It was working-class voters who backed Debs a century ago, but Mr. Sanders’s socialism appeals mainly to upper-middle-class professionals and fits neatly within the parameters of mainstream, income-inequality-obsessed Democratic politics in the 21st century. He may have an affinity for a political ideology that has given the world everything from the Soviet Gulag to modern-day Greece, but in this age of Obama, the senator is just another liberal with a statist agenda.

Debbie Wasserman Schultz, the head of the Democratic National Committee, was visibly rattled when MSNBC host Chris Matthews asked her recently to explain “the difference between a Democrat and a Socialist.”

Her nonresponse: “The more important question is, ‘What is the difference between being a Democrat and being a Republican?’ ”

Mr. Matthews pressed her: “I used to think there was a big difference. What do you think it is? A Democrat like Hillary and a Socialist like Bernie Sanders.” Ms. Wasserman Schultz refused to answer. And why should she? These days, it’s largely a distinction without a difference.

Mr. Riley, a Manhattan Institute senior fellow and Journal contributor, is the author of “Please Stop Helping Us: How Liberals Make It Harder for Blacks to Succeed” (Encounter Books, 2014).
Power User
Posts: 34195

« Reply #3 on: August 14, 2015, 09:49:39 PM »

Take Bernie Sanders Seriously
Originally published at the Washington Times

It is time to take Bernie Sanders seriously. It is increasingly possible that the 73-year-old socialist from Vermont could be a real contender for the Democratic Party’s nomination for president.

For months observers have scoffed at the idea.

Now we have a poll in New Hampshire which shows Sanders ahead of Hillary Clinton by 44 to 37.

Granted, New Hampshire is next to Vermont. Granted, it is only one poll.

In March, however, Sanders had 8 percent to Clinton's 44 percent. Clinton appeared to be among the most inevitable nominees ever for a non-incumbent.
This is quite a turnaround.

Furthermore, in the same period that Sanders overtook Clinton in New Hampshire, we learned that Clinton had been subpoenaed and forced to turn her email server over to the FBI. The very stories of corruption, sloppiness, and arrogance which have been dragging down her campaign for months are guaranteed to continue. Every day there is another example of Clinton problems.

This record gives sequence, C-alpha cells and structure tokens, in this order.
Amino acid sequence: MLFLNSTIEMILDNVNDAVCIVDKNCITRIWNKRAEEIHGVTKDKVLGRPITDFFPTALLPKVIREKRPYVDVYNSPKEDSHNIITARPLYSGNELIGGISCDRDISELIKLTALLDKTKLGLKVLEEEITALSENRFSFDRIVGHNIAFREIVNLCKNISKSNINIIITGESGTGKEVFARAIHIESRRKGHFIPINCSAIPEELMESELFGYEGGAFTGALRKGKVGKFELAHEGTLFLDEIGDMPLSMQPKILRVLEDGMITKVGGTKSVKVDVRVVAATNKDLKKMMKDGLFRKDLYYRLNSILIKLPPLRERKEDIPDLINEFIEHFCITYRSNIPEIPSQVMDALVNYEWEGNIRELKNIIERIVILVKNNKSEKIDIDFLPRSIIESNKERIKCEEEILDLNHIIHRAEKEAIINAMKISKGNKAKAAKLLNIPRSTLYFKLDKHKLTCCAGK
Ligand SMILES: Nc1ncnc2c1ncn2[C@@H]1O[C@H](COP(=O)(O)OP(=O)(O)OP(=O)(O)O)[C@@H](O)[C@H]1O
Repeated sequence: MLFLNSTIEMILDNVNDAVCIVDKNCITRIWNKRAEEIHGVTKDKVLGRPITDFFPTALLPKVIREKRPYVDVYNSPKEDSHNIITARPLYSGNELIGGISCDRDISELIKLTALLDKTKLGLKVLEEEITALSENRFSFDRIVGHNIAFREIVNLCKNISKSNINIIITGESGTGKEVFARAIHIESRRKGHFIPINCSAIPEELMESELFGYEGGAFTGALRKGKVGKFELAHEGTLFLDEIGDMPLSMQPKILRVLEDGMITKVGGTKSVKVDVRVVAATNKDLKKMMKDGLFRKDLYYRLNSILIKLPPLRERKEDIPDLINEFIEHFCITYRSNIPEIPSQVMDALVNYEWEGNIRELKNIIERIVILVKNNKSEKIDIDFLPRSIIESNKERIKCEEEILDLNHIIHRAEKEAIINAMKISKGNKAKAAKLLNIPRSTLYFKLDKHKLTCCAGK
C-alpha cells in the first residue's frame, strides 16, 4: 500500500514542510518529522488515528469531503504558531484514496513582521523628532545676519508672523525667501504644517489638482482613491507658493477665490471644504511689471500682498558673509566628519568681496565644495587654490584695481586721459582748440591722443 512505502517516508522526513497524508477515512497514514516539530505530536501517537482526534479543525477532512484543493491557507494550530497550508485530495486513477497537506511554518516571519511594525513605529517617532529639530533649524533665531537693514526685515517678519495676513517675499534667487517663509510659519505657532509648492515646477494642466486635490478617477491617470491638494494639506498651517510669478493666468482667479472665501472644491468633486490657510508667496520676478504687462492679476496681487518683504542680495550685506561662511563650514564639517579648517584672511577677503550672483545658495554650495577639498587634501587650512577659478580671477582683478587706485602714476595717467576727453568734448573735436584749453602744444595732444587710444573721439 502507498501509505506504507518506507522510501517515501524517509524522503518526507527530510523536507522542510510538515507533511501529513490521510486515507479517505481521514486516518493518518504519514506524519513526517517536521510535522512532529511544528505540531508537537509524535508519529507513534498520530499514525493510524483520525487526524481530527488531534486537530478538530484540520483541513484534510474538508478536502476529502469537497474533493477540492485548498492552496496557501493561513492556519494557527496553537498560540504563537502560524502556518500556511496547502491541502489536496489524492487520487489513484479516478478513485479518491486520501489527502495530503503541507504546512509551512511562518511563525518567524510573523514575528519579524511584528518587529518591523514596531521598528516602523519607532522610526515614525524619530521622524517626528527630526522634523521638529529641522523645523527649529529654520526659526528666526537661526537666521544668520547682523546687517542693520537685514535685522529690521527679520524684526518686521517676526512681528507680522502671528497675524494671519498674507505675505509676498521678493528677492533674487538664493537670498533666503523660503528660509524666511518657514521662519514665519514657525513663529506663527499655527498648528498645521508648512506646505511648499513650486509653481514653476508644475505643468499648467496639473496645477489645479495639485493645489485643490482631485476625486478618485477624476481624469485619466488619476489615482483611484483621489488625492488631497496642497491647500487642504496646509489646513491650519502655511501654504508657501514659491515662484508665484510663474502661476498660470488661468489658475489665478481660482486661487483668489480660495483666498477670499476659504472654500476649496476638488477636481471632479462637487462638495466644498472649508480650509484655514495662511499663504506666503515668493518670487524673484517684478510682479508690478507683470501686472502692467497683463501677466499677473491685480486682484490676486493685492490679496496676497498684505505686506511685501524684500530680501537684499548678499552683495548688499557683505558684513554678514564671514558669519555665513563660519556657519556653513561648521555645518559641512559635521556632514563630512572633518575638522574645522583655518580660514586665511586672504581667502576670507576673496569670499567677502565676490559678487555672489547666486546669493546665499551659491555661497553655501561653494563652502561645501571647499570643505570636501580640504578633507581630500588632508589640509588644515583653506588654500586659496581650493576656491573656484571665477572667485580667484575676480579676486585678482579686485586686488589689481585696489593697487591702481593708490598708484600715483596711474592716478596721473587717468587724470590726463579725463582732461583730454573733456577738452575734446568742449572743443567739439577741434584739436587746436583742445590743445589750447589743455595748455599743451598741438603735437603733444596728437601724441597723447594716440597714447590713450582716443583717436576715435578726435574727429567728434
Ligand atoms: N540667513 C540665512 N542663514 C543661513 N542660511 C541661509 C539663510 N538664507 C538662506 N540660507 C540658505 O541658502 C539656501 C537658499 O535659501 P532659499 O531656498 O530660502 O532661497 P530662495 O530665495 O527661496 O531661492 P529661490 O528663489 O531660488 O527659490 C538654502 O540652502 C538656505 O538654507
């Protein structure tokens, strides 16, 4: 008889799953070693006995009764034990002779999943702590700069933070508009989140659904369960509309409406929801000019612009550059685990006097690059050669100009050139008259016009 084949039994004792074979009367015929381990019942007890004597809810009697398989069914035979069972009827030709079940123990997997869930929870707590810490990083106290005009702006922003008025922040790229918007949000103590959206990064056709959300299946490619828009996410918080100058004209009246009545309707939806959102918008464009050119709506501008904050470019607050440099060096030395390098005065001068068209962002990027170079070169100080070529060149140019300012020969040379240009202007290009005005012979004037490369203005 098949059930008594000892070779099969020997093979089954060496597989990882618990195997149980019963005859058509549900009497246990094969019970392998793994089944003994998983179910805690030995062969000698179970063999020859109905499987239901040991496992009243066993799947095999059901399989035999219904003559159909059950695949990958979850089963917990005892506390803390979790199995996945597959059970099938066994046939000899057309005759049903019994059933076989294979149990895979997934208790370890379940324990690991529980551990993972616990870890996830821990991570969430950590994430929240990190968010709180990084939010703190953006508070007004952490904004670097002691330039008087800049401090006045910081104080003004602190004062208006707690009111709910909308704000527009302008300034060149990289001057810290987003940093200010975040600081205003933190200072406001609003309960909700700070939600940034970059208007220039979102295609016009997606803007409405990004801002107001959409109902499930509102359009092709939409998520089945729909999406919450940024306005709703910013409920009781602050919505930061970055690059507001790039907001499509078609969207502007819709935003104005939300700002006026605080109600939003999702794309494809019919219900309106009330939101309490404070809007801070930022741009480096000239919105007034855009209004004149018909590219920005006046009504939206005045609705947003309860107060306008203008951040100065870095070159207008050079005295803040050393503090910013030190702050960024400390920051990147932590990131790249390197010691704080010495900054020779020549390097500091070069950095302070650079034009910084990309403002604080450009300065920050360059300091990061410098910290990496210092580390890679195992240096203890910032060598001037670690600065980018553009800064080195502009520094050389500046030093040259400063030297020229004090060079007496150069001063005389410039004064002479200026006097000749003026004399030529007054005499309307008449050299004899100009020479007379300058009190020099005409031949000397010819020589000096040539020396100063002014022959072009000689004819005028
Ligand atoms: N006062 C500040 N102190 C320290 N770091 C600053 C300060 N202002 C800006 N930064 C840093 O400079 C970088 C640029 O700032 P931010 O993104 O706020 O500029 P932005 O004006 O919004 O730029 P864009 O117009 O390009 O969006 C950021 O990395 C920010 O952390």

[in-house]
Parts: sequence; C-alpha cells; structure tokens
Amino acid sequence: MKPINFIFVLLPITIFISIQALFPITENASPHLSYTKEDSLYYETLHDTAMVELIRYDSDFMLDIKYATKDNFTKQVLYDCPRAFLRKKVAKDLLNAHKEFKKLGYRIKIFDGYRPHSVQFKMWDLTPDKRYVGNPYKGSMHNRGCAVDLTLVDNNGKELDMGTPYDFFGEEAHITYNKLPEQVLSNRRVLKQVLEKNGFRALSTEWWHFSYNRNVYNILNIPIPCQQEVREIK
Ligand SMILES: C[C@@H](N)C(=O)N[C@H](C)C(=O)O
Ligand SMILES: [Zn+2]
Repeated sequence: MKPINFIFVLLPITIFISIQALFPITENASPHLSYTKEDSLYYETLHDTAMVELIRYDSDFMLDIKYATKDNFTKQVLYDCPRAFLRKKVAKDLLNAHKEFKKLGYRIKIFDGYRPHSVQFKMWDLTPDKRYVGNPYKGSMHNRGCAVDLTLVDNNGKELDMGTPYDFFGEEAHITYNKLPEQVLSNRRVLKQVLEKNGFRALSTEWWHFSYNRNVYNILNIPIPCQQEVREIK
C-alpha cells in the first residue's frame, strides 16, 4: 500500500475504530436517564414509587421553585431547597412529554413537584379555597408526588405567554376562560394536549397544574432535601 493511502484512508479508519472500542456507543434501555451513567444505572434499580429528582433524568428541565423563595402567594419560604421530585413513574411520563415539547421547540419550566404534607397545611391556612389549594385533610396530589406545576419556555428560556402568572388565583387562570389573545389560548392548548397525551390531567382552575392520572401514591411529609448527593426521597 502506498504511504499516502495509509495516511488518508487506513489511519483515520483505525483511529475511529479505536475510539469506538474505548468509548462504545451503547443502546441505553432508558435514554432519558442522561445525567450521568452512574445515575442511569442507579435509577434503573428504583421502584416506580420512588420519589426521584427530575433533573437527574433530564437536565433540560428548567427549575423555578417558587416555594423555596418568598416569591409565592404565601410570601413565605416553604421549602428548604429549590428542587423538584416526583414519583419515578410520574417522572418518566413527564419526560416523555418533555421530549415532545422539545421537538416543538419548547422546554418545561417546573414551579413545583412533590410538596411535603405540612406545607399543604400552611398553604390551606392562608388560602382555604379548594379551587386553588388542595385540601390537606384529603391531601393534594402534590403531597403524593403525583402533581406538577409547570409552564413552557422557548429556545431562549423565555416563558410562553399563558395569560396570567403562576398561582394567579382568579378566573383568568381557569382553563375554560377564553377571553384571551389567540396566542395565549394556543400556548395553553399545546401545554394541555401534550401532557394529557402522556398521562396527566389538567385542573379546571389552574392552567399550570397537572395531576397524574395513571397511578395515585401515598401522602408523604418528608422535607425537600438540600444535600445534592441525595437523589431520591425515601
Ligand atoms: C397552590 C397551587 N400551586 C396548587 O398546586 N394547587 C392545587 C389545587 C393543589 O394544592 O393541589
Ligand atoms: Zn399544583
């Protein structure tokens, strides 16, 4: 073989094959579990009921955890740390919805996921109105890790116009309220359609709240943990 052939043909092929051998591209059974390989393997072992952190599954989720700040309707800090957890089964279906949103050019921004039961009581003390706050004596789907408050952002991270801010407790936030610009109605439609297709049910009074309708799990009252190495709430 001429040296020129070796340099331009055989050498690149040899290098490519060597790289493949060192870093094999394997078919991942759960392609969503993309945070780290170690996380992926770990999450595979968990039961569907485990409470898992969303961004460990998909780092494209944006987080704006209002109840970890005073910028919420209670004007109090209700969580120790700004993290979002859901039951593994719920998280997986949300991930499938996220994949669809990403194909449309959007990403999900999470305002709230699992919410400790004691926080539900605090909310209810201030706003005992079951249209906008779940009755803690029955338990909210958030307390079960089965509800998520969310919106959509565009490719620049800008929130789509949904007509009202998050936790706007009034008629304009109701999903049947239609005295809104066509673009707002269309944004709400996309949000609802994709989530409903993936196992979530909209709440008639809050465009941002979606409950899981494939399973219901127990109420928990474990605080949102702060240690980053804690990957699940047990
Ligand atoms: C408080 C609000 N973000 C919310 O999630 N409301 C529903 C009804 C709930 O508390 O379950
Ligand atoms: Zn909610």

Sanders, however, is much more than simply the anti-Clinton candidate. This week he drew a crowd of more than 27,000 people in Los Angeles. That is extraordinary.
The reason has less to do with Clinton than with the large and growing left-wing of the Democratic Party which dislikes compromise, Wall Street, big money, and politics as usual. As Matt Bai reported in his brilliant book The Argument, the Democrats have a powerful anti-war, hard-line environmentalist, social activist wing that helped defeat Clinton in 2008.

Bernie Sanders is a genuine socialist and that makes his messages very clear and very direct.

Sanders also has been a practicing politician for a long time. As Mark Steyn has noted, Sanders has spent years building a political machine as a socialist without a party or a large interest group to back him.

As a student, Sanders was a member of the Young People's Socialist League. He began running for public office more than 40 years ago. Finally, in 1981, he was elected mayor of Burlington, Vermont. As mayor of the state’s largest city he had a base on which to build his career. In 1990, he defeated a Republican to become Vermont’s lone congressman. Since Vermont has only one representative, the district is the same as a Senate seat. In 2006, after 16 years in the House, Sanders won the Senate seat.

This is a man who has been winning elections for 34 years. He is serious, energetic and determined.

He is also a good organizer.

As the Washington Post reports, he has been using the internet to build amazing crowds.

In three days he had 70,000 supporters show up in three west coast states, a long way from Vermont and New Hampshire.

He is doing all of this without spending much money.

And as Hillary Clinton gets weaker, he is getting stronger.

The left wing of the Democratic Party is not afraid to nominate a socialist. The left wing of the Democratic Party is socialist.

Everyone should realize that with six more months of Clinton corruption and confusion and six more months of pleasant, steady, and positive ideas from Bernie, the Democrats could easily find themselves on the edge of nominating a self-described socialist for President.

By then it may be too late for someone else to compete.

The last time this happened to the Democrats, they nominated George McGovern even though Hubert Humphrey and others tried to step in at the last minute.

The time to take Sanders seriously is now.

Your Friend,
Power User
Posts: 12694

« Reply #4 on: August 15, 2015, 08:00:07 PM »

It's nice to see the dems embrace their true socialist core.